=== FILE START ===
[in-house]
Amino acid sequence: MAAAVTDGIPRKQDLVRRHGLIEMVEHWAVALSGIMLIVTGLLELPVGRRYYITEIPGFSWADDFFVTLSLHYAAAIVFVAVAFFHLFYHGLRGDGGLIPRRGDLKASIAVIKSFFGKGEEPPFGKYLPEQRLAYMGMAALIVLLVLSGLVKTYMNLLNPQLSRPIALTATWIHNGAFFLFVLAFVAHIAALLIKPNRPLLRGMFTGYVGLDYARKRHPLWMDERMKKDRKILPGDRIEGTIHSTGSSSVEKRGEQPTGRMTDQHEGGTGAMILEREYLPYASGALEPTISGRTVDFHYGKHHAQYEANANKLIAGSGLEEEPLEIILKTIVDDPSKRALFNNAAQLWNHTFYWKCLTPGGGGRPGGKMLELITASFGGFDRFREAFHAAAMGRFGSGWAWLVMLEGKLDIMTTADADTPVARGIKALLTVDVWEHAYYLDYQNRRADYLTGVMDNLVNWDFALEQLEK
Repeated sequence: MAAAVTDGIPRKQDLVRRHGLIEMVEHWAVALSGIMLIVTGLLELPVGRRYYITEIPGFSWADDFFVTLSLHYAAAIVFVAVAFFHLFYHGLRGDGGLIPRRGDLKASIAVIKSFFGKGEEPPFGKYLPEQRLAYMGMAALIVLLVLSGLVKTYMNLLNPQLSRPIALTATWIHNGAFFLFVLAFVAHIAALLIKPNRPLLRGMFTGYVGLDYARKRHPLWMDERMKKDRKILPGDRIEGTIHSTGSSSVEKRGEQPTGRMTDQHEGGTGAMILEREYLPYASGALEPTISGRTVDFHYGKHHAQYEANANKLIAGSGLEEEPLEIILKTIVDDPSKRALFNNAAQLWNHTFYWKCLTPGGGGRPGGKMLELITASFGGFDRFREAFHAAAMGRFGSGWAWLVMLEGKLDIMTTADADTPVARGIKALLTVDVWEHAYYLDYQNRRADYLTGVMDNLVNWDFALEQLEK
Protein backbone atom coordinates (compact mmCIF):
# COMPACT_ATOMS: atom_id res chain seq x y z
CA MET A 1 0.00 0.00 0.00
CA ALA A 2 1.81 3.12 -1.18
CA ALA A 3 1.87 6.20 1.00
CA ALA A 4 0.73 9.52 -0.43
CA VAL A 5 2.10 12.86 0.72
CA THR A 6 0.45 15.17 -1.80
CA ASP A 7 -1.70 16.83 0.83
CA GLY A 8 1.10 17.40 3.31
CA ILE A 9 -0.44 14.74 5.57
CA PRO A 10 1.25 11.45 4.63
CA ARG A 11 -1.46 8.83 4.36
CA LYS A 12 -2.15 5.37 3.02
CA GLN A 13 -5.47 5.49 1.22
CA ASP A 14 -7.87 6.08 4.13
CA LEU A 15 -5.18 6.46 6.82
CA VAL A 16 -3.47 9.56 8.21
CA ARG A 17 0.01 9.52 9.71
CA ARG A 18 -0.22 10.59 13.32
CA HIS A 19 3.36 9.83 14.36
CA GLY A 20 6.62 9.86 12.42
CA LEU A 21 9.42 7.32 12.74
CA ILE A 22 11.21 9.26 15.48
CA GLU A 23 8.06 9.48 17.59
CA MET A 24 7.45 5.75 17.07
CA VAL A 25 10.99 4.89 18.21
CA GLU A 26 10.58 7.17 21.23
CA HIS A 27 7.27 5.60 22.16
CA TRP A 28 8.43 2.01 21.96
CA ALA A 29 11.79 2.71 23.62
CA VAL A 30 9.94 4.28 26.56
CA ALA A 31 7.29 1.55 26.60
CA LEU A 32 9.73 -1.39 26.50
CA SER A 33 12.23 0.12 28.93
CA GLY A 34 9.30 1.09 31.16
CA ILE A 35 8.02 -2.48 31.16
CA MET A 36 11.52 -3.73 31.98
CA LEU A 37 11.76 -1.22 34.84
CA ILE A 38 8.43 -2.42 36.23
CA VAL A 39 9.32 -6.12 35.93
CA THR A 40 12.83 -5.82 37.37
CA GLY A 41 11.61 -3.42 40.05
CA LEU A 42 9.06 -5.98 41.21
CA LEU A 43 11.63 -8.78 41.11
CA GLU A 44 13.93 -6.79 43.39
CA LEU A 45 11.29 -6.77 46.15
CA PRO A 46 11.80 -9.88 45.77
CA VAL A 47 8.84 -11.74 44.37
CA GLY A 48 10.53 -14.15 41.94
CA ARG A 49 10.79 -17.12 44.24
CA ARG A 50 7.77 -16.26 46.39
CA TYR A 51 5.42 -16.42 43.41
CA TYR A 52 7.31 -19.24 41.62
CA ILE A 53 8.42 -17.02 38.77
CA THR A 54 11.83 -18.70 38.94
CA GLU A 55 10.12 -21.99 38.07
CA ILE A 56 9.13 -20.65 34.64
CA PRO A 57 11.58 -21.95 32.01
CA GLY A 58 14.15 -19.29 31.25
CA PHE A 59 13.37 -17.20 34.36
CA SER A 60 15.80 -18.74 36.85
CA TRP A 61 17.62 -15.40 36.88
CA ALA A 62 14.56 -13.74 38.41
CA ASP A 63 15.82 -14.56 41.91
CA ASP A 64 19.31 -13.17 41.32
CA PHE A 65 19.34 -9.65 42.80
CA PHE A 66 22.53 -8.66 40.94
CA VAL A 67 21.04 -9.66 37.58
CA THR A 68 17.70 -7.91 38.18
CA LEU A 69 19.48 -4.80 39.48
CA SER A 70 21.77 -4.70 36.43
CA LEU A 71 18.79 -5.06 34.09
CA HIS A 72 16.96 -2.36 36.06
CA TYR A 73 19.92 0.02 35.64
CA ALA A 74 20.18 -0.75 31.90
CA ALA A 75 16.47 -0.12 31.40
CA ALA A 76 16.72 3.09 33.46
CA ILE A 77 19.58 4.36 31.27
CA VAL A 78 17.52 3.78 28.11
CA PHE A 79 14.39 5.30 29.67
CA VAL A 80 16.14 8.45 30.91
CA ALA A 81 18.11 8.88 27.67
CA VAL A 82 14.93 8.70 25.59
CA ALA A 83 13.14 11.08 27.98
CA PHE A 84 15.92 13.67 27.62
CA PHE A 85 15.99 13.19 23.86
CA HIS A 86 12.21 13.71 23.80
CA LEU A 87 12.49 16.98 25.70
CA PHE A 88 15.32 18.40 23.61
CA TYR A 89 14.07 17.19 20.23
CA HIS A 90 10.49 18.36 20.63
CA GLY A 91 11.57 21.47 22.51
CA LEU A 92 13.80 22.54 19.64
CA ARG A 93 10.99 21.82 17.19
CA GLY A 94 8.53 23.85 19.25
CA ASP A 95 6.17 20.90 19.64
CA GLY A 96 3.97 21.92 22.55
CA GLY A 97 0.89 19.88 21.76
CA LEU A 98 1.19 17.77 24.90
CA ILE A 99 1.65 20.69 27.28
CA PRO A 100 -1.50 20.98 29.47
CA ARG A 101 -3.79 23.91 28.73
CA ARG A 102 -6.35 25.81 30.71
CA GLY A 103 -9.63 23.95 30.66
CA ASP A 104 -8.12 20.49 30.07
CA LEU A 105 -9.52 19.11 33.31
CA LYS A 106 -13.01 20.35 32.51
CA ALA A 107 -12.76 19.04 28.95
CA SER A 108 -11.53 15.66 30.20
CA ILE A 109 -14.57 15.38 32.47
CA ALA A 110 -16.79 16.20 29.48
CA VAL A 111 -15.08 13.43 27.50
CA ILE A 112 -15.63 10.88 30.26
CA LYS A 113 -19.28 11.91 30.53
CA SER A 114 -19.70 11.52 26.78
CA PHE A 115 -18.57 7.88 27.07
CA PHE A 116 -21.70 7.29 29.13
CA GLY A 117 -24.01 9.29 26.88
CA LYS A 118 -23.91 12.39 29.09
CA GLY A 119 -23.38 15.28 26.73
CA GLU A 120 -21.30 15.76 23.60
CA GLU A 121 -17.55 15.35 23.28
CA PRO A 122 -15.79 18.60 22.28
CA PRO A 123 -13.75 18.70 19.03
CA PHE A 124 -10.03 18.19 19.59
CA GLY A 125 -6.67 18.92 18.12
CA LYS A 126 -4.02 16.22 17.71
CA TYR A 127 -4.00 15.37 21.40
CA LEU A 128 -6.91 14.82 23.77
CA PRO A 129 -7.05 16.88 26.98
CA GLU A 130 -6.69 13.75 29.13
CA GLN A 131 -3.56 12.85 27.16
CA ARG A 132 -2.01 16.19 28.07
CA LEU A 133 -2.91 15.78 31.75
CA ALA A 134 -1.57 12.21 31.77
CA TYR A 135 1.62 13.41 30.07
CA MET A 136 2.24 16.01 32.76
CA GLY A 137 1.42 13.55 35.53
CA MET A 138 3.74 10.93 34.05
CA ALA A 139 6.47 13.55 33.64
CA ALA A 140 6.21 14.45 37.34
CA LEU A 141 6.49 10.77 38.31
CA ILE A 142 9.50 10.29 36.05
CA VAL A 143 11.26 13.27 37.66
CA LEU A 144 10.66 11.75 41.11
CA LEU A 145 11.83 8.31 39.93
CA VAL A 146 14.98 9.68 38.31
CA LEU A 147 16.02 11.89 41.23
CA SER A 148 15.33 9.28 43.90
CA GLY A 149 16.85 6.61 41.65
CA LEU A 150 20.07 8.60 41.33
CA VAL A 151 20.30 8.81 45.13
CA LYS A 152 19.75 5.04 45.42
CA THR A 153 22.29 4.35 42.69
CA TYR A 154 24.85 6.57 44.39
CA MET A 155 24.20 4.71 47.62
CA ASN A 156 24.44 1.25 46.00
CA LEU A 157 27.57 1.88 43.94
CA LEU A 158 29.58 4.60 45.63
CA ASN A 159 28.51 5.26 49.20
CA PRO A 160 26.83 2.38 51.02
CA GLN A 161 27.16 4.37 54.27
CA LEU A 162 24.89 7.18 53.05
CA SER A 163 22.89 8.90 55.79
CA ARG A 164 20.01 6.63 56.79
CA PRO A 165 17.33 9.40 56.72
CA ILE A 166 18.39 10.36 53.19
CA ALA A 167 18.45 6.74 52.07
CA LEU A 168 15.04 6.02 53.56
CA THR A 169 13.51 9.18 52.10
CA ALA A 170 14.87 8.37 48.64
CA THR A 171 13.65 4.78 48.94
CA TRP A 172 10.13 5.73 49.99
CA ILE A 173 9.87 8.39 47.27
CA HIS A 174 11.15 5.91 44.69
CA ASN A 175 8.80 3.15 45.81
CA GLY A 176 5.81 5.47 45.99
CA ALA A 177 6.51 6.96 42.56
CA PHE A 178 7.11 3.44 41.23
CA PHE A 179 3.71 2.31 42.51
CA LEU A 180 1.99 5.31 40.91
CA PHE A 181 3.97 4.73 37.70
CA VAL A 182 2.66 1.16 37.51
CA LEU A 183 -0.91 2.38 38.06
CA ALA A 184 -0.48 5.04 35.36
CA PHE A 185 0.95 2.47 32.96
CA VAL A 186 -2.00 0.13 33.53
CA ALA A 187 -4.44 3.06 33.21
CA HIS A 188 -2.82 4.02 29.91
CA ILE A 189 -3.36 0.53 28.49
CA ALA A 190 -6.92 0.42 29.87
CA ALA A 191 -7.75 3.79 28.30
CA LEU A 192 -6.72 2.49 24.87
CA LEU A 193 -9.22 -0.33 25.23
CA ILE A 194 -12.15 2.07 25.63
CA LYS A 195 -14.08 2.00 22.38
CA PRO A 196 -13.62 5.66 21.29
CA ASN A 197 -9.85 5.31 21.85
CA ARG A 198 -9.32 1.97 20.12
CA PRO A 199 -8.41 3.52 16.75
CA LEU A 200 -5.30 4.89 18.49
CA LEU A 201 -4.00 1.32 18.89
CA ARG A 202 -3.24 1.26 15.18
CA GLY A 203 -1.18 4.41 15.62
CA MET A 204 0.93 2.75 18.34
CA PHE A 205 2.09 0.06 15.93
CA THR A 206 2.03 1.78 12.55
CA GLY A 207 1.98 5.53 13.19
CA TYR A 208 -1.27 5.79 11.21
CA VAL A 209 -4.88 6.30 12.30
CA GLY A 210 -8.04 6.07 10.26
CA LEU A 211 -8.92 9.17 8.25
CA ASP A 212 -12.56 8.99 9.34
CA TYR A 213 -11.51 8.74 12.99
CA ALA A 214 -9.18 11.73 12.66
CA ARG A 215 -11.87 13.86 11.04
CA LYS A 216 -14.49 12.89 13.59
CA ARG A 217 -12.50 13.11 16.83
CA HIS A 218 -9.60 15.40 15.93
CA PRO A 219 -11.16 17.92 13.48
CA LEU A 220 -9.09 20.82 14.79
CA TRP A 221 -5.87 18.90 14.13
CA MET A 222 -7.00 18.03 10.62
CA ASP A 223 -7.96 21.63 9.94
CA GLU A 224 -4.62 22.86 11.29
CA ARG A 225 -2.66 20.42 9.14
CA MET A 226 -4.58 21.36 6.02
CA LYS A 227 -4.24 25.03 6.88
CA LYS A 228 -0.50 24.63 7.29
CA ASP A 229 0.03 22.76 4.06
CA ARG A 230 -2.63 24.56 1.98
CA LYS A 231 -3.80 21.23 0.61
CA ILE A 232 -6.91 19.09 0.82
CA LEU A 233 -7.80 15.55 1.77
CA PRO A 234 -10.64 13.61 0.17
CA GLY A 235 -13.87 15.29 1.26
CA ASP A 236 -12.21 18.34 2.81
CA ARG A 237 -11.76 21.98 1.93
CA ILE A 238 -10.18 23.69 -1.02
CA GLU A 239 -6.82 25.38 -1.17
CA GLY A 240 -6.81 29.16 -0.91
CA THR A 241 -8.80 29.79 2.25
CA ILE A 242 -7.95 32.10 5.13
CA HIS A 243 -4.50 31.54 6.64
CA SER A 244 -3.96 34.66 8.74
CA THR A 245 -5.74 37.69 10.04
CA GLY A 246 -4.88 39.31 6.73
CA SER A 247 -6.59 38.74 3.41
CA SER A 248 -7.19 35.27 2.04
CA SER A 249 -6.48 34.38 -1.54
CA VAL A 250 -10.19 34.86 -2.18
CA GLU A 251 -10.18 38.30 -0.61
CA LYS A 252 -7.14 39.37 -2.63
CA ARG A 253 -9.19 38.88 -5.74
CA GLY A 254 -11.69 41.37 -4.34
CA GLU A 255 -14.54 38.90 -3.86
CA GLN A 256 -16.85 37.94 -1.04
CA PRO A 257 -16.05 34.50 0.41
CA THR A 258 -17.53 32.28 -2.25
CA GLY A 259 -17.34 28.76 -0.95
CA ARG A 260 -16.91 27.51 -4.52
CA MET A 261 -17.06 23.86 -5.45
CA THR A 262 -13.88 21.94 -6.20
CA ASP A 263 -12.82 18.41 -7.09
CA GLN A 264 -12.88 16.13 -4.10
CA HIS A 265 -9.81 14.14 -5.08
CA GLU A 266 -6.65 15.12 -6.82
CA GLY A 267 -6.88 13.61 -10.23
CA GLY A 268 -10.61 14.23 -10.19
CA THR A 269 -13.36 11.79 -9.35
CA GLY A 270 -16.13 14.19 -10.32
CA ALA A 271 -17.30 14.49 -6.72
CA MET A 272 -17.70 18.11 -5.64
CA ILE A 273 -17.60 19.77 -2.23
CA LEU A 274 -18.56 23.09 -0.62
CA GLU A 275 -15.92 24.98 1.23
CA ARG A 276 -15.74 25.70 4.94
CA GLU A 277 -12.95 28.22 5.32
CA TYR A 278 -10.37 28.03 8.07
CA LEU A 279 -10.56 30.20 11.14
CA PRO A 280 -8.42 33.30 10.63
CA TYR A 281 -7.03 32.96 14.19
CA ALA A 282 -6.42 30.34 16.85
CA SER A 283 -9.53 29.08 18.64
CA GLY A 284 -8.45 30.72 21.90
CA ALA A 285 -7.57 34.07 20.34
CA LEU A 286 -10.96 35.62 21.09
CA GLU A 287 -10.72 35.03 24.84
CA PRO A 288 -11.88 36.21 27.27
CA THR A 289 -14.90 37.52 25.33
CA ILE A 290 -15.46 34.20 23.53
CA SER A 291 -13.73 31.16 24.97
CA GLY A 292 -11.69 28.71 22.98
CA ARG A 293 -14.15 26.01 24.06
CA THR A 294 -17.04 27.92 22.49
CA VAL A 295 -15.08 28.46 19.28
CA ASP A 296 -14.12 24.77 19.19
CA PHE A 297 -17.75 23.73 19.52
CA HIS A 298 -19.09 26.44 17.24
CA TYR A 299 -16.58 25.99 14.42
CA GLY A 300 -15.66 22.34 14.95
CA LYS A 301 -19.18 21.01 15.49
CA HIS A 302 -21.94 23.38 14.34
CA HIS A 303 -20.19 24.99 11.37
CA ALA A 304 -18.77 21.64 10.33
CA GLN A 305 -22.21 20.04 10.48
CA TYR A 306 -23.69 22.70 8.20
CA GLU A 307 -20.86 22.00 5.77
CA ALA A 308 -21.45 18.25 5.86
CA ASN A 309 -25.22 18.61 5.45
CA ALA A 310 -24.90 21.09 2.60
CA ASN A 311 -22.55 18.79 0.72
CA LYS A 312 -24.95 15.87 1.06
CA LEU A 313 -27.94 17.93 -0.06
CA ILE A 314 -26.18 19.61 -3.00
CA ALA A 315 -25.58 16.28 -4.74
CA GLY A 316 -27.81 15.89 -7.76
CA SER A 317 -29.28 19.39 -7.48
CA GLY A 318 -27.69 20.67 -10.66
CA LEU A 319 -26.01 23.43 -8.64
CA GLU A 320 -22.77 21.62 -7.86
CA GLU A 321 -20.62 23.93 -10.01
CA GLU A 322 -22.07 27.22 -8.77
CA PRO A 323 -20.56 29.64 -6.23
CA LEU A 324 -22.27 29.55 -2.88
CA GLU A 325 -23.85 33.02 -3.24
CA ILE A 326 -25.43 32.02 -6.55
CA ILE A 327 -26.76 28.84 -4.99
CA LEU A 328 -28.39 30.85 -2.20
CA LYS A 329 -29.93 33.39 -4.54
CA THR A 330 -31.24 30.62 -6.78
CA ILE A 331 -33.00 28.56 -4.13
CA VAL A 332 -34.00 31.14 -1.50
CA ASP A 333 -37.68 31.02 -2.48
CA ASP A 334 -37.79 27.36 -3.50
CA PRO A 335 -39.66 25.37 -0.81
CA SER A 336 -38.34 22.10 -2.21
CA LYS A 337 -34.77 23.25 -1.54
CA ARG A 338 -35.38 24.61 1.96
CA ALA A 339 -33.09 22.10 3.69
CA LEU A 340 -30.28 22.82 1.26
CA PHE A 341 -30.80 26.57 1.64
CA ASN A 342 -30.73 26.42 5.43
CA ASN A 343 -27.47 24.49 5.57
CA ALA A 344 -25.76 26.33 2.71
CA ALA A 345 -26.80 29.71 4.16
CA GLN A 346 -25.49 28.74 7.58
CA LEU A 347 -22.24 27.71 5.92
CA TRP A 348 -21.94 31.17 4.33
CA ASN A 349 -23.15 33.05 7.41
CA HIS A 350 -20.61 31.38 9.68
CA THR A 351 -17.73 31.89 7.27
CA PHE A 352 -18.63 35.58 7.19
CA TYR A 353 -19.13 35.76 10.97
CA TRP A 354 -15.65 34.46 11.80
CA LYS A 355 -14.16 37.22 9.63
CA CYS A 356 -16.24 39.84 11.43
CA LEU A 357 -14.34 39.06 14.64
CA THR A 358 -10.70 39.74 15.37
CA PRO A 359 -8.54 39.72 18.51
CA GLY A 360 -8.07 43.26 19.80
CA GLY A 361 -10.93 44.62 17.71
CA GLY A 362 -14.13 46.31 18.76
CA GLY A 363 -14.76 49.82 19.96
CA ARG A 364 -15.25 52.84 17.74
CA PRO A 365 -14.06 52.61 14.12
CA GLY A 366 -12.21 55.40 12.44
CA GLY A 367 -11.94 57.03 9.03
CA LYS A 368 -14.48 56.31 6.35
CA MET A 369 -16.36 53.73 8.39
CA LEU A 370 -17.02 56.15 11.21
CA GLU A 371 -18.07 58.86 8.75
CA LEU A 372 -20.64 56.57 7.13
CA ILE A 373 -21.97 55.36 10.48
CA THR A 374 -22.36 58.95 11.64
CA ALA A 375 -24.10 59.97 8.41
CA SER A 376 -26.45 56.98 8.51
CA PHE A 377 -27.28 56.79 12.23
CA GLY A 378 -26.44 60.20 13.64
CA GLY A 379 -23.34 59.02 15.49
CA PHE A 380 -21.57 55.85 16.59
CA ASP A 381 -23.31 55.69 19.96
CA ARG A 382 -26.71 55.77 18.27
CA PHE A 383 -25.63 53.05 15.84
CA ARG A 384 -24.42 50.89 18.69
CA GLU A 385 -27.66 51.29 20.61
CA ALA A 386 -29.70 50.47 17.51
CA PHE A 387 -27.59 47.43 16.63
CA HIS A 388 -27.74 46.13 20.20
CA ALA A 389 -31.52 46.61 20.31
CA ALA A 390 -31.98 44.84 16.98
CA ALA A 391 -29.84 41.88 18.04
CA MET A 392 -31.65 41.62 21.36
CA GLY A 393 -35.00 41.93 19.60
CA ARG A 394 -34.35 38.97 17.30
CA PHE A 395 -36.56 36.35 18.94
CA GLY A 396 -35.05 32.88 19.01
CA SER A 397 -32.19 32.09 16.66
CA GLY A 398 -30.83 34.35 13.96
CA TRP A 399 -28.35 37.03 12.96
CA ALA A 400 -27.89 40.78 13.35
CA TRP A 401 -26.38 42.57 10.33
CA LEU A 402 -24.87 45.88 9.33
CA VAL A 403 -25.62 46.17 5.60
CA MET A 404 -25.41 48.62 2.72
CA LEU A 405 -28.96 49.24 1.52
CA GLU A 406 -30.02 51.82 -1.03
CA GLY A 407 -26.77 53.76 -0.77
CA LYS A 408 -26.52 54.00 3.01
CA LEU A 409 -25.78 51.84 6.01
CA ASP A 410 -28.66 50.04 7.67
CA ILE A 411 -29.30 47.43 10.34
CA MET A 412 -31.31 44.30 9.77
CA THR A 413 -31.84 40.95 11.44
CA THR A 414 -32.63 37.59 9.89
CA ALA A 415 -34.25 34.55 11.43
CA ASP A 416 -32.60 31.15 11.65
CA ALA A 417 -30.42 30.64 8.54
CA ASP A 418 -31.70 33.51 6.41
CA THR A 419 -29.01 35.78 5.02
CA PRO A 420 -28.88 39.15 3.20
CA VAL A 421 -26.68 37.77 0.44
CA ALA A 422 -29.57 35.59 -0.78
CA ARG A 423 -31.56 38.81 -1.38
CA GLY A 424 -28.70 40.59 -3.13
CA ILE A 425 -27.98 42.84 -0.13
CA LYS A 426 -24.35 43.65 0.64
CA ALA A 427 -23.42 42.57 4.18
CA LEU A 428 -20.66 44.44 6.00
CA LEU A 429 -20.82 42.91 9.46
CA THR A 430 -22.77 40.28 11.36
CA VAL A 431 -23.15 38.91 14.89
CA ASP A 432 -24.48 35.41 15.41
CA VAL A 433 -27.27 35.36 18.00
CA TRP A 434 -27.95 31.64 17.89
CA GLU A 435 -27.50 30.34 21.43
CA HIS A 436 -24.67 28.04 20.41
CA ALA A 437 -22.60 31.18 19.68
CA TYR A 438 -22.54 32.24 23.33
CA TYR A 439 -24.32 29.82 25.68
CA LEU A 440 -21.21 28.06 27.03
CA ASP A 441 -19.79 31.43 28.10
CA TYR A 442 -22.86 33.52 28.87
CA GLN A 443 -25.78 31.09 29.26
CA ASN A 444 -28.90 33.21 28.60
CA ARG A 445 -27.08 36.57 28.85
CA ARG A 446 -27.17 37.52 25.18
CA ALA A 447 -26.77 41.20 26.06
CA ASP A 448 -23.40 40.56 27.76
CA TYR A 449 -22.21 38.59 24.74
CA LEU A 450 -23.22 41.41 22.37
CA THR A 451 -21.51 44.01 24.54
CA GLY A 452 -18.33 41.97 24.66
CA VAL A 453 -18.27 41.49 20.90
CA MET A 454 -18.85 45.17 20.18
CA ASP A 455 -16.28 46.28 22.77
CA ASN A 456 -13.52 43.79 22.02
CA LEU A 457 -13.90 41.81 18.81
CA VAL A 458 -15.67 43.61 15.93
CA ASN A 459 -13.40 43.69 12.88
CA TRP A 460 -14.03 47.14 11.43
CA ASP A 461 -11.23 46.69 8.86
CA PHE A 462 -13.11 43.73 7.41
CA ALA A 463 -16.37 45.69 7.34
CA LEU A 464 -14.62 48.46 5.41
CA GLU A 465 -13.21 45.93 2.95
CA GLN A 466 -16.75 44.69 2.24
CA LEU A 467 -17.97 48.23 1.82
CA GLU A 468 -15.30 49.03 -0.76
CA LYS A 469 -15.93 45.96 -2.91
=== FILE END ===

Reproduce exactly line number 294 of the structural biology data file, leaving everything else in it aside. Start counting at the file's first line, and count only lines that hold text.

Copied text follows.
CA THR A 289 -14.90 37.52 25.33